By continually cutting staff, the bosses leave little time for in-depth pieces. Those focus more on individual wrongdoing than systematic issues. The media pulls down powerful people from time to time, but does little to challenge the system that bestows that power. Thus, a journalist may vow to nail a politician, but is unlikely to say, “I’m going to expose capitalism.”  
A publisher blew up one day because I wrote on the longevity of Ms. magazine and another story on the growth of feminist bookstores, including a local one, for the features section. He complained there was too much feminism in the paper that day.
         But bosses don’t have to yell to make their point. Often when I wrote on controversial issues, I received little feedback. If I featured an alligator farm, however, I was praised for my writing and humor.
         Many journalists accept and reinforce the norms of the culture, both in and outside the newsroom. Welcome to “The Matrix.” In the past, for example, most believed domestic violence was a personal problem, with no larger implications for society. The women’s movement drew attention to domestic violence. Nevertheless, media coverage rarely links it to sexism – beliefs that men are superior and have a right to control women. Another example: Editors questioned whether a gay colleague could cover issues of sexual orientation. Heterosexuals were considered unbiased, even though many of the men ridiculed gays.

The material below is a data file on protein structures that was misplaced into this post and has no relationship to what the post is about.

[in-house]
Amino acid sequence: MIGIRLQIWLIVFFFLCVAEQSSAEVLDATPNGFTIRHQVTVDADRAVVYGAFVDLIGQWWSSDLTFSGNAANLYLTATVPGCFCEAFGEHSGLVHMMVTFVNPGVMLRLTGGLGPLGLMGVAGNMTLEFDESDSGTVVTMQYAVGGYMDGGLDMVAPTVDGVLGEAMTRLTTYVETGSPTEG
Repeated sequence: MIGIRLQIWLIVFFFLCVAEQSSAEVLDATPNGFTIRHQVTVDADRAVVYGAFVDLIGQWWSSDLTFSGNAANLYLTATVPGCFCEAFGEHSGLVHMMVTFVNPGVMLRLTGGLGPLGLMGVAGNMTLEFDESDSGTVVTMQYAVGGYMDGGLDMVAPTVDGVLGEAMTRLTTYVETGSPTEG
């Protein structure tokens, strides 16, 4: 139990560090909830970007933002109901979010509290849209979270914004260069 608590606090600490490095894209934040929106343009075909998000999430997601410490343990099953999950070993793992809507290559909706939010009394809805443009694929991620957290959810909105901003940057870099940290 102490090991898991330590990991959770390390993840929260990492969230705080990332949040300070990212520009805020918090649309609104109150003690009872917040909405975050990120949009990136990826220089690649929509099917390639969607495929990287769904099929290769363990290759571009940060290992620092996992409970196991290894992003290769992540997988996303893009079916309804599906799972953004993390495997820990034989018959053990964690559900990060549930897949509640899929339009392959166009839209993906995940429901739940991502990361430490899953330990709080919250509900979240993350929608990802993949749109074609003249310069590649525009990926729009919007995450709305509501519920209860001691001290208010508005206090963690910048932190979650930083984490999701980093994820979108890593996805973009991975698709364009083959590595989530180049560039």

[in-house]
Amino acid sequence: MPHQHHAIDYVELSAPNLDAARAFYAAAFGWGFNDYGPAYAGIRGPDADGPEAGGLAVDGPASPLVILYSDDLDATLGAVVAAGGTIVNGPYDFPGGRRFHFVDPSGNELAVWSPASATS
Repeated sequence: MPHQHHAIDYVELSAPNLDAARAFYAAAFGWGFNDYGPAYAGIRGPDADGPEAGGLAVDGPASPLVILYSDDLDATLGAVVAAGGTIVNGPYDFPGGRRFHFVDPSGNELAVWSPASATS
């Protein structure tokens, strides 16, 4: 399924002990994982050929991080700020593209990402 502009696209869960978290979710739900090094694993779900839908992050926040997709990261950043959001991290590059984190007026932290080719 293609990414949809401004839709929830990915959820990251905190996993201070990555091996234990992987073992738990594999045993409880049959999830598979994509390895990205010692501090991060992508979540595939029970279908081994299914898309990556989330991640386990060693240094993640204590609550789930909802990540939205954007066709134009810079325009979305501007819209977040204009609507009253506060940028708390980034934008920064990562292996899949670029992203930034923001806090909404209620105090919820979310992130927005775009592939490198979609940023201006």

The myth of objectivity breeds cynicism. Journalists who wanted to change the world find they can’t be advocates. They try to make stories fair to the point of quoting the usual extremist, even when they know those arguments can be picked apart. But who has time or space for that? The truth be damned.
        The myth of objectivity also counteracts diversity. If any good journalist can be objective, if they can produce fair stories, why seek employees with different backgrounds, experiences, etc.?
        Many feminists rely on differences when reporting information. Donna Haraway, writing in Simians, Cyborgs, and Women, says people shouldn’t mimic 19th-century scientists who thought of themselves as apart and invisible from that which they studied. People must connect with other points of view. No one view can encompass all perspectives.
       Consider a team assembled for a disaster. It may include a person who knows business, one familiar with the neighborhood, one who’s bilingual, one who has experience with such a disaster, and one good at getting colorful details. They may file from different locations, at different times. People putting together footage or rewriting copy know the situation will change.
       That’s how journalists could envision their business in general. They can gather only pieces of the truth, in hopes of creating as complete a picture as possible. They need people who look differently, not just ones who look different. They must recognize that they aren’t looking at the picture; they’re in it.
      (The Journalism and Women Symposium newsletter published this in 2003. I'm "reprinting" it here because another blogger already posted it.)